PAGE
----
Currently reading: Jaguar Land Rover records £422m loss in last financial year
Positive 2019 offset by disastrous first quarter of 2020 due to pandemic; 1100 contract agency employees to go
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3 mins read
15 June 2020

Jaguar Land Rover (JLR) has posted a £422 million loss for its financial year ending 31 March, with last year’s return to profit offset by the massive slump in demand during the coronavirus pandemic.

The impact of the crisis and associated shutdowns led to JLR retail sales falling nearly 31% year-on-year between January and March, down to 109,869 units. It meant full financial year sales were down 12.1% over the 2018-19 period.

The fall in demand made revenue fall dramatically, offsetting positive figures in the second half of 2019 that returned the company to profitability under its Project Charge transformation programme.

JLR has now increased its cost-cutting plans and will make 1100 agency staff redundant. 

With Covid-19 making a substantial impact in the Chinese market from January and continuing to restrict sales in Europe, it made a pre-tax loss of £501m in the first quarter of 2020. That offset early profits to result in a £422m full-year loss on revenue of £23 billion.

JLR chief executive Sir Ralf Speth said: “Jaguar Land Rover’s early action to transform its business meant that, as a company, we were on track to meet our full-year expectations and operational and financial targets before the pandemic hit in the fourth quarter.

“We also reacted quickly to the disruption caused by Covid-19. Our immediate priority has been the health and wellbeing of our people – and this remains the case as we have now begun the gradual, safe restart of our operations.”

JLR lists strong positives despite the gloom outlook, having just missed out on breaking even on its earnings before interest and taxes (EBIT). It also boasts "solid liquidity" of £5.6bn, including £3,7bn cash and a £1.9bn undrawn revolving credit facility.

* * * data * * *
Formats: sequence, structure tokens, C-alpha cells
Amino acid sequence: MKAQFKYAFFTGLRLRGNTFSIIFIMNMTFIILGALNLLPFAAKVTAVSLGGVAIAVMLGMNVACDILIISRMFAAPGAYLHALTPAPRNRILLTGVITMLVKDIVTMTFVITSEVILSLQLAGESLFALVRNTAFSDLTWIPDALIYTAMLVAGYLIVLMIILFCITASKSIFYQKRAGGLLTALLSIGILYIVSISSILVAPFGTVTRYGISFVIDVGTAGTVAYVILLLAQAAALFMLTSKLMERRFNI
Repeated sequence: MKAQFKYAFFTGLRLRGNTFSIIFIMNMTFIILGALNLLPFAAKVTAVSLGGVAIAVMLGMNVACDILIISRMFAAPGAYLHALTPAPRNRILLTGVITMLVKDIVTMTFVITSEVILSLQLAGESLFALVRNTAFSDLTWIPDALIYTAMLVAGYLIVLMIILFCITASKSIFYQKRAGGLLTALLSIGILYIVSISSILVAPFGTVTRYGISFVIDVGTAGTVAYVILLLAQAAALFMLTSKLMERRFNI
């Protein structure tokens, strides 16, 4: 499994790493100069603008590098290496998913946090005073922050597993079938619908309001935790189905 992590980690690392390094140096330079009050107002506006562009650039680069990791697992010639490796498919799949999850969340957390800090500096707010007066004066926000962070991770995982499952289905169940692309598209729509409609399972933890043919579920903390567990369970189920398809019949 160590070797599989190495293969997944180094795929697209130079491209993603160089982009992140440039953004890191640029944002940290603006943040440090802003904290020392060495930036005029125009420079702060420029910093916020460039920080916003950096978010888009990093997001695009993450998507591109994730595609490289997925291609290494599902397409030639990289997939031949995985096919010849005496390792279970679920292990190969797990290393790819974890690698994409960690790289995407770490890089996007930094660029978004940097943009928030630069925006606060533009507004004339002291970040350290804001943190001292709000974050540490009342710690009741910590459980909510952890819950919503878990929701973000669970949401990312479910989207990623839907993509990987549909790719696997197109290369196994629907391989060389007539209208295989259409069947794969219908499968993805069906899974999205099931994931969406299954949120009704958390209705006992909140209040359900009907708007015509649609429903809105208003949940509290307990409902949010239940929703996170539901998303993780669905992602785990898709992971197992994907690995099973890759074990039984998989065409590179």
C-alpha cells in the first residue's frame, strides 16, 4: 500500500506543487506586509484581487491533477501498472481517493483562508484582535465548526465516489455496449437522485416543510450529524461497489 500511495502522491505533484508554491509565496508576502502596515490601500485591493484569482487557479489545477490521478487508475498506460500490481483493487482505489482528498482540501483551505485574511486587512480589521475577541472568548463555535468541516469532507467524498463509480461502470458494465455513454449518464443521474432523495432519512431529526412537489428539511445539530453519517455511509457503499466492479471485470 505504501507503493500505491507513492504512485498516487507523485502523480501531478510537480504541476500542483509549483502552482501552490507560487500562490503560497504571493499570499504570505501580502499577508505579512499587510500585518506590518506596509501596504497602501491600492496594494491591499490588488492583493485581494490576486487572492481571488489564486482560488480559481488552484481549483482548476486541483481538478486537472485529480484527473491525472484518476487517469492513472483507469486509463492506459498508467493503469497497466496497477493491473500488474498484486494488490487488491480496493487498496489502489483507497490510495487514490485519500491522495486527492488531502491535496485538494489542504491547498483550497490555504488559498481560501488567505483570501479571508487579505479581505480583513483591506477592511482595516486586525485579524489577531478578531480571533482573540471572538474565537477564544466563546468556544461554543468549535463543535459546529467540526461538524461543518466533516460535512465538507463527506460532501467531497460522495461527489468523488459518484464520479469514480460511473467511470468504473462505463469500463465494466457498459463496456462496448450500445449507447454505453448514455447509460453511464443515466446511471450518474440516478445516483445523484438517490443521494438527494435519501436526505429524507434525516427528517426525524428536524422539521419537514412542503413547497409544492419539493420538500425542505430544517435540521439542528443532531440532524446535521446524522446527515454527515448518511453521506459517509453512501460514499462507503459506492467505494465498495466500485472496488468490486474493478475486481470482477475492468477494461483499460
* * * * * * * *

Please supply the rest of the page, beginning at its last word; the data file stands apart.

Product successes include the Range Rover Evoque, of which sales rose by 24.7% year-on-year, and the Jaguar I-Pace, of which sales increased by 40%. The revised Land Rover Discovery Sport was launched in China in March and may prove popular there. Chinese sales of the Range Rover and Range Rover Sport are described as "particularly encouraging".

Globally, demand for JLR products was down 62.5% year-on-year in April and 43.3% in May. However, a recovery is expected, because 89% of JLR's global retailers are now fully or partially open, while plants in Solihull, Halewood, Slovakia and Austria have restarted production.

Castle Bromwich, which produces Jaguar saloons and the F-Type sports car, won't resume until mid-August, however, with the factory being fitted out to produce the all-new, electric-only Jaguar XJ.

JLR's Project Charge cost-reduction plan is still making headway, with saving increasing by £600m in the first quarter of 2020 to £3.5bn. It will reduce investment spending and has been "deferring or delaying lower-margin and non-critical investment", intending to increase cost savings by a further £1bn over the £4bn previously announced as part of Project Charge.

It admits it has to reduce the number of contract-agency employees in its factories "over the coming months" by around 1100.

READ MORE

How Jaguar Land Rover is adapting to the coronavirus crisis 

Jaguar Land Rover targets more savings as profits rise 

The future of Jaguar Land Rover, according to CEO Ralf Speth 

Jaguar Land Rover in talks with BYD for battery supply

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Comments
13

15 June 2020
COVID issue aside, the management of this company is a complete clusterfxxk. Project whatever it's called isn't going to do anything other tell them that their product line up and platform strategy is a complete mess.

15 June 2020

Sadly, I can't see the long term future for JLR as it is now. I think it will end up broken up as was the case with Rover and I fear Jaguar will be the casualty.

15 June 2020

The shutdown started on the 15th March... JLR lost 31% of annual sales in 1/2 a month? I think not.

JLR's continued failure is STILL down to management failings.